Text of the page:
We were first introduced to artist Adam Caldwell’s work last year at a solo show entitled “These Fragments” at Gallery Heist. His art delves into social and cultural phenomena, while also exhibiting an almost dreamlike quality in it’s execution. Images in his paintings merge together to create visual poetry, while inviting the viewer to take a journey within the worlds he’s created.
Caldwell’s upcoming show at White Walls Gallery is entitled “Intersection” and is a dual exhibition of works by both himself and artist Jonathan Darby.
We were able to stop by Caldwell’s studio to take pictures and talk to him about this latest body of work…
Can you tell us a bit about your upcoming show Intersection at White Walls Gallery and the work you’ve produced for it?I am painting a series based on the Novels of my Grandfather Erskine Caldwell. He was the bestselling author of over 50 books including “Tobacco Road” and “God’s Little Acre”. I am using as sources the lurid pulp cover depictions of seductive southern women on his paperback editions, and the photography of his second wife Margaret Bourke-White. I am interested in his critically acclaimed, socially conscious portrayals of the economic and social conditions of southern share-croppers and how his publishers marketed his paperback books as soft core semi-pornography. Margaret Bourke-White’s photos also display an intense interest in race, class, and social problems. I am juxtaposing her positive images of women with contemporary and modern depictions of the stereotypical, southern, white trash seductress. I am layering these over images of ancient ruins, social protest, war, and architecture. I want to explore the tension between Margaret Bourke-White, an amazing 20th century self-made photographer who made it in a man’s world, and the depiction of sexy, southern, white-trash women who are descendants of the characters created by my Grandfather. Ellie-Mae Clampett and the other Beverly Hillbillies are all based on the characters from his novels.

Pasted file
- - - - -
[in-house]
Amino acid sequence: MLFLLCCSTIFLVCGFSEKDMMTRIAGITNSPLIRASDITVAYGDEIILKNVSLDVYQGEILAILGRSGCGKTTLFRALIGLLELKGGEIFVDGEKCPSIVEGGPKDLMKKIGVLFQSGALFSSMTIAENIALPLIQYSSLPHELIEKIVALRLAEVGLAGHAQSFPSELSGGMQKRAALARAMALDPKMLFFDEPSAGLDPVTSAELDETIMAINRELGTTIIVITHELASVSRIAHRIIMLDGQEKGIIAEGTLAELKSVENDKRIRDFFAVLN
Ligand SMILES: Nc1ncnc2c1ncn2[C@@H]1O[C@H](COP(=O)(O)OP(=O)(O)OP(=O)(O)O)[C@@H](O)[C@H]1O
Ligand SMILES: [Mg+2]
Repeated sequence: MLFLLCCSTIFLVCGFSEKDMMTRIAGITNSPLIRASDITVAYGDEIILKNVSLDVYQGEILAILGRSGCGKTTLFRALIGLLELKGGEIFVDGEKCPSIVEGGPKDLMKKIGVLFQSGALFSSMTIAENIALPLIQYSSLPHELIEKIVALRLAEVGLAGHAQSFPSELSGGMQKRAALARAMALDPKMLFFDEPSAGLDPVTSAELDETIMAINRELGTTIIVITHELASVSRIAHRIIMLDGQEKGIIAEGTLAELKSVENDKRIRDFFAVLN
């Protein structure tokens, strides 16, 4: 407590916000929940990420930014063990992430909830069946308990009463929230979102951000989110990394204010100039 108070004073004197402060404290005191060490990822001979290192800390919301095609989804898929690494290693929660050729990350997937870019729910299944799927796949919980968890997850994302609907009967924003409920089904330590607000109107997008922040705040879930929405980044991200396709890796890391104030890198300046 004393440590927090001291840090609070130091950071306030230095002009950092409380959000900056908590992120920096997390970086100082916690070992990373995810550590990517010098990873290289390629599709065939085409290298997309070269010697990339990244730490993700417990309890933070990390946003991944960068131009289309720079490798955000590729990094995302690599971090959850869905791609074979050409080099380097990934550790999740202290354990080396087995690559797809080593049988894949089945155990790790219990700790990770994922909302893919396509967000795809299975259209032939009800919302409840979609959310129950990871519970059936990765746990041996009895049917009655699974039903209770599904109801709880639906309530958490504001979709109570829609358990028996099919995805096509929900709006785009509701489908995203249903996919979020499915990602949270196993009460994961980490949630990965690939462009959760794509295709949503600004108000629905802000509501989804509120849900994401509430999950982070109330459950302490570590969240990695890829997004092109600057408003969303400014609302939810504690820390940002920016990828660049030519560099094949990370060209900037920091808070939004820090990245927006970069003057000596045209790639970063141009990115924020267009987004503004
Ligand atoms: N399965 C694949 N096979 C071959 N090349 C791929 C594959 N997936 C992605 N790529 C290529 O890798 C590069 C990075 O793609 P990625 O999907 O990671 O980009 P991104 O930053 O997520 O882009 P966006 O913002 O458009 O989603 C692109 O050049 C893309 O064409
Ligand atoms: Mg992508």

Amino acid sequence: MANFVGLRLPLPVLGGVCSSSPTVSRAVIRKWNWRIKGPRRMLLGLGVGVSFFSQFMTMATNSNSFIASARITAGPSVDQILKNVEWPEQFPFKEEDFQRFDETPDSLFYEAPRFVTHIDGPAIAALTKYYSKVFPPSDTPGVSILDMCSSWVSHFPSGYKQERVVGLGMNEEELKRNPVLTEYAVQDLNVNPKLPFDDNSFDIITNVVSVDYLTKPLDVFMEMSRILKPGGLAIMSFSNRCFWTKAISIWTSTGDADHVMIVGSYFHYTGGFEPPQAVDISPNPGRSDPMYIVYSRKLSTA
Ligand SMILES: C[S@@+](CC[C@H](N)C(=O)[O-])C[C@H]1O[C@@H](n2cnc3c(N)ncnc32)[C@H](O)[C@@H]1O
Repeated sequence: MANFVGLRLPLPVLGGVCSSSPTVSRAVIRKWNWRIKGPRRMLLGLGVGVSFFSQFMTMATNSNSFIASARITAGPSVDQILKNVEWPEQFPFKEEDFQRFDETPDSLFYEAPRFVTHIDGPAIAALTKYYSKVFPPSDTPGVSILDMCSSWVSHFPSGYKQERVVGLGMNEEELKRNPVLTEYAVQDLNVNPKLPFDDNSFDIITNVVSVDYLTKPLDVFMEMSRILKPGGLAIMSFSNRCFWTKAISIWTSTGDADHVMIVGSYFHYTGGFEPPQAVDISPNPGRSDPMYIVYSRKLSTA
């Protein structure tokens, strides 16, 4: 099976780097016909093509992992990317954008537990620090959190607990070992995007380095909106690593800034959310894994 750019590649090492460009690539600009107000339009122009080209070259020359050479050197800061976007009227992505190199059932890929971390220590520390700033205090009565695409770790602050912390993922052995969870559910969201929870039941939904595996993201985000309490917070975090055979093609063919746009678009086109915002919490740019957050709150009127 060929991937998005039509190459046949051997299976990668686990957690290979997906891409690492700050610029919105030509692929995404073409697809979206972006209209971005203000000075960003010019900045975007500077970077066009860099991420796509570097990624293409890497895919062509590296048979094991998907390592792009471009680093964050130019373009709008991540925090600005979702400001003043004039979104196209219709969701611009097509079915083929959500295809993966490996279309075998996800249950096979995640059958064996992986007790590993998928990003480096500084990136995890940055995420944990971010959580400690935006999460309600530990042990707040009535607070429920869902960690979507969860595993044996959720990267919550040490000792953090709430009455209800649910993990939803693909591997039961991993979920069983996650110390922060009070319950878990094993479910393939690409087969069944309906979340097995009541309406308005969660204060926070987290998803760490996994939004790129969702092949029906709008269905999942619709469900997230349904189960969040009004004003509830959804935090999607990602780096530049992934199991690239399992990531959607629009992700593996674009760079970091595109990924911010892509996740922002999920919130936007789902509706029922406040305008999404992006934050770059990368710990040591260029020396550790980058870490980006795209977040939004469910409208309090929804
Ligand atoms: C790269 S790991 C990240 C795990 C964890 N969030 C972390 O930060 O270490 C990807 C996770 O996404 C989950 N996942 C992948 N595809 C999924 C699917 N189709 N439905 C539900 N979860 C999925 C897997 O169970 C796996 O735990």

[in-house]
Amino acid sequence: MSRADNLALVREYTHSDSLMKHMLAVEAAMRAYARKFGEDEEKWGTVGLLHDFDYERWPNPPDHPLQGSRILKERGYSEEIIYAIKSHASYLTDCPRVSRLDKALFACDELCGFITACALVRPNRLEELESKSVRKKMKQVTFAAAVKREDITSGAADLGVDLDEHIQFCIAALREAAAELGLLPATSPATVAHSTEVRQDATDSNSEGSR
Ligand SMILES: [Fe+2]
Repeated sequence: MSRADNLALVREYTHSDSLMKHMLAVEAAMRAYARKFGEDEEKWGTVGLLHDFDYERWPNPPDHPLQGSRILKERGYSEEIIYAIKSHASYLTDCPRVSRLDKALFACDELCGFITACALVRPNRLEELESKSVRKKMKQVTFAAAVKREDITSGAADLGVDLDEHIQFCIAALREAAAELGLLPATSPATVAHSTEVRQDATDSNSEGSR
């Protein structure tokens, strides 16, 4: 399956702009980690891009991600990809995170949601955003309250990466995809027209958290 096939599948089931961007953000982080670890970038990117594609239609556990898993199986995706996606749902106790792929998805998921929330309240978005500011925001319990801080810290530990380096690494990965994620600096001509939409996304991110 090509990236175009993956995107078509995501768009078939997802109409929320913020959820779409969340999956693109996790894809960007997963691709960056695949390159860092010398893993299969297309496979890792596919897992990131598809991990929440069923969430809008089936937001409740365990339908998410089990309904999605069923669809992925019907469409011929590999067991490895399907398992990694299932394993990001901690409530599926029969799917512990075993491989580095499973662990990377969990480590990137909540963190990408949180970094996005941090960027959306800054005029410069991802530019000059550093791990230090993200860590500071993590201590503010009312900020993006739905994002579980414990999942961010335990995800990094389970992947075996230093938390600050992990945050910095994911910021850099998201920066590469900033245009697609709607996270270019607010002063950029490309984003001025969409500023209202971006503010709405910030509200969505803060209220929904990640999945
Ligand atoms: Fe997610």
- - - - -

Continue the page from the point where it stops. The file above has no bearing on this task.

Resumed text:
When did you first decide to become an artist?
About ten years after high school. I had been living day to day, working, drawing, playing music, partying. I was leading an interesting life, but I could recognize this potential in me that was starting to feel unrealized. I had been thinking of art school for several years and I just decided to dive in. I had no real choice, once I decided to start my career I knew being an artist was the only thing I could do.
What methods do you use when building out the compositions for your paintings? How do you decide which images juxtapose best with one another?First I have a basic idea of what kinds of ideas I want to incorporate, then I go hunting for reference. I spend endless hours surfing the internet. I buy lots of old magazines. I haunt used book stores. When I have a critical mass of images, I start making rough collages, sometimes using physical images, sometimes in Photoshop. I spend lots of time randomly sticking stuff together. Later I have to decide what’s working and what’s not. I start looking for strong design and a clear focal point. So I use strategies from still-life and landscape painting to create eye movement, depth, balance, and focus. Often it’s really just a gut feeling. If I keep trying different combinations eventually some good ones pop up. I try to be really open and ready when they do. Then I have to just trust my instincts.
In this series you focus on some of the female icons of today, including Megan Fox and Jessica Simpson.
Is there anything specific you are trying to say by including these women in your paintings?
I want them to play the same roles in my painting as the women on the pulp covers of my Grandfather’s novels. They represent a certain cultural construction of beauty, used by commercial interests to promote and sell products. My work has similar themes to my Grandfathers, and I thought it would be interesting to ”sell” the underlying social content with some overt sexuality. His novels in hardcover editions were critically acclaimed and considered literature, but were marketed as sleazy, sexy, trash by the pulp companies.
Which artists have inspired you along the way?Degas. David Choong Lee. Kathe kollewitz. Antonio Garcia Lopez. Jenny Saville. Rauschenberg. Lucian Freud. Francis Bacon.
What’s next for Adam Caldwell?I’ve been painting constantly for about a year and a half. When this show is over I am going to spend some time reflecting and relaxing. After that I want to experiment and practice and study for several months. Then I am going to spend 6 months working on my next big show. I want to keep improving and produce some really good work in the coming year!